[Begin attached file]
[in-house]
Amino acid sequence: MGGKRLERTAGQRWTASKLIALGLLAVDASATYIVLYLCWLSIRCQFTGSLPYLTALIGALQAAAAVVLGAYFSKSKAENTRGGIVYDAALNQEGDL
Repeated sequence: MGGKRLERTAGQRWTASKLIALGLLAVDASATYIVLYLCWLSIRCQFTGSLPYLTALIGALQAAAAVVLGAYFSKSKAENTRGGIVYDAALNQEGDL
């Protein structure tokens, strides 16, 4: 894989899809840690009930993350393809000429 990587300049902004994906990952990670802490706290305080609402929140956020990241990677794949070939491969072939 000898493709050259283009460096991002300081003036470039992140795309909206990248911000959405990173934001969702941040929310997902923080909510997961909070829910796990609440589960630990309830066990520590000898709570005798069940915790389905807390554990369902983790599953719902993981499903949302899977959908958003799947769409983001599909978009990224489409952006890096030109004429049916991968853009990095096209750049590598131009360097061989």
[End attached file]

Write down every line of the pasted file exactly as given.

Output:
[in-house]
Amino acid sequence: MGGKRLERTAGQRWTASKLIALGLLAVDASATYIVLYLCWLSIRCQFTGSLPYLTALIGALQAAAAVVLGAYFSKSKAENTRGGIVYDAALNQEGDL
Repeated sequence: MGGKRLERTAGQRWTASKLIALGLLAVDASATYIVLYLCWLSIRCQFTGSLPYLTALIGALQAAAAVVLGAYFSKSKAENTRGGIVYDAALNQEGDL
């Protein structure tokens, strides 16, 4: 894989899809840690009930993350393809000429 990587300049902004994906990952990670802490706290305080609402929140956020990241990677794949070939491969072939 000898493709050259283009460096991002300081003036470039992140795309909206990248911000959405990173934001969702941040929310997902923080909510997961909070829910796990609440589960630990309830066990520590000898709570005798069940915790389905807390554990369902983790599953719902993981499903949302899977959908958003799947769409983001599909978009990224489409952006890096030109004429049916991968853009990095096209750049590598131009360097061989």